In every culture, tips are passed down from generation to generation; they could be tips about health, cooking, cleaning, anything that your ancestors have learned about how to make life easier. But if you don’t identify with multiple cultures, odds are you only know what your family has taught you from their specific experience.
As amazing as that is, there’s nothing wrong with learning a few tips from a culture you’re unfamiliar with! What better way to expand your knowledge of life hacks, right?
That’s why we’re so excited to share this video from Asian Beauty Secret blogger, Mia. In her latest video, Mia is sharing some of her families’ life hacks, which have been passed down for decades from family member to family member.
Needless to say, we’re pretty excited that she’s letting us in on a few family secrets! Here are a few of our favorite Asian life hacks, as share by Mia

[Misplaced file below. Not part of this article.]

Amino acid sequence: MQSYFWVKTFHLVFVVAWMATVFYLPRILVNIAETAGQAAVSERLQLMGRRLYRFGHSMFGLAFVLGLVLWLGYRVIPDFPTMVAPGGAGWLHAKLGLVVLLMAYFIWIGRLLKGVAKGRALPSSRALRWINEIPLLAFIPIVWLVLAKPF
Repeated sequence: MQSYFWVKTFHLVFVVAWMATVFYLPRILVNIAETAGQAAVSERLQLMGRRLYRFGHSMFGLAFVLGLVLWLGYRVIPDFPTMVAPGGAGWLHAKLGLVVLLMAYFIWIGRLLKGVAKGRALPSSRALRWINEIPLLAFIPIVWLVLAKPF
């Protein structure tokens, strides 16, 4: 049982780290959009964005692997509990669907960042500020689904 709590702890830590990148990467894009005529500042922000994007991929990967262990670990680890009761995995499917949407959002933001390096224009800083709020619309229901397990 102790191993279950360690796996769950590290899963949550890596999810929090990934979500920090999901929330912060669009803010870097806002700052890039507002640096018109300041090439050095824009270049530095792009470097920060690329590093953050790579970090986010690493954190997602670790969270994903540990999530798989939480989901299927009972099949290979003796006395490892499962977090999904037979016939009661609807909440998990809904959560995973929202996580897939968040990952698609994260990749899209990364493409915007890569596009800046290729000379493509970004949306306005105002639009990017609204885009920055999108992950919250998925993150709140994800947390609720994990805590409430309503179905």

1. Paper Trash Box
You know those scraps from cooking that build up and tend to look, well, a little gross? For example, apple peels, the shells from shrimp, or bones from fish or ribs. Nasty. You try to pile them on a napkin but rarely does that keep these sticky odds and ends from getting everywhere.
Mia’s family taught her from a young age how to make these handy paper trash boxes out of junk mail paper! Every time she receives a flier or newspaper she doesn’t want, Mia will use the pages to fold these little boxes while watching TV or chatting with her mom.
These are so easy to make and they come in handy for various kitchen struggles. Check out the video below to get the full instructions on how to make these little paper boxes.
2. Healing Soy Sauce
Burnt yourself while cooking or curling your hair? Ouch, that hurts. Never fear if you don’t have aloe or burn cream to soothe the pain and reduce the redness of the burn! There’s something in your fridge that will do the trick, too: soy sauce.
Mia’s family always taught her to immediately dab some soy sauce on burns to stop a mark from forming and soothe the painful area. She suggests, however, not leaving the sauce on the skin for too long.